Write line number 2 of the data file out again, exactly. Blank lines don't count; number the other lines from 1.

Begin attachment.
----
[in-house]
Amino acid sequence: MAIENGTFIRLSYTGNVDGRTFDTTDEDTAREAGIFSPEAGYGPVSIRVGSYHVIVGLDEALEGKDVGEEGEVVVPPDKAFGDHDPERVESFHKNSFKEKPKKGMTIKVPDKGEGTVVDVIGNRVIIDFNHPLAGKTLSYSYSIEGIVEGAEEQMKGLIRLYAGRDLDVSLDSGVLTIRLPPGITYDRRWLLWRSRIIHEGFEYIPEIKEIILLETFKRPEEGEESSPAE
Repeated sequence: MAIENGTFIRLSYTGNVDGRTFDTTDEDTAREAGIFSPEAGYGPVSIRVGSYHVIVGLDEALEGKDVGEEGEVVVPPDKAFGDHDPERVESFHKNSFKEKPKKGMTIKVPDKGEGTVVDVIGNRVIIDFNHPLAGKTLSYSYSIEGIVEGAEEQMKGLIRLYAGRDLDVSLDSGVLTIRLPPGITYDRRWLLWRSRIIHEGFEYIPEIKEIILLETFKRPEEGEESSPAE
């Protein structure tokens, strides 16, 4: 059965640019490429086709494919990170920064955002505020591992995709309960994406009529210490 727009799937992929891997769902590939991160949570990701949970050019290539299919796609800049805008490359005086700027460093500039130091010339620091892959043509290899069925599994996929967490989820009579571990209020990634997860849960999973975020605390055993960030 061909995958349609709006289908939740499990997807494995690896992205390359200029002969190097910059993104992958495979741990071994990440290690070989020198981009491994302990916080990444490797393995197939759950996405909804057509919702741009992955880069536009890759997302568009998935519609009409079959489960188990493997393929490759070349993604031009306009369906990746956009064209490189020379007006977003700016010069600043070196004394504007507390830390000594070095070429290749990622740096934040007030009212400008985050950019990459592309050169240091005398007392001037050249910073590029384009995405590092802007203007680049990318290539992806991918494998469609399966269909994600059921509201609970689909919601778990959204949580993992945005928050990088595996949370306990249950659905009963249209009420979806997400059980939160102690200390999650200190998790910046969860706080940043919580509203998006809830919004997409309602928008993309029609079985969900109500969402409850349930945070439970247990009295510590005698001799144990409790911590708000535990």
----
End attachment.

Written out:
Amino acid sequence: MAIENGTFIRLSYTGNVDGRTFDTTDEDTAREAGIFSPEAGYGPVSIRVGSYHVIVGLDEALEGKDVGEEGEVVVPPDKAFGDHDPERVESFHKNSFKEKPKKGMTIKVPDKGEGTVVDVIGNRVIIDFNHPLAGKTLSYSYSIEGIVEGAEEQMKGLIRLYAGRDLDVSLDSGVLTIRLPPGITYDRRWLLWRSRIIHEGFEYIPEIKEIILLETFKRPEEGEESSPAE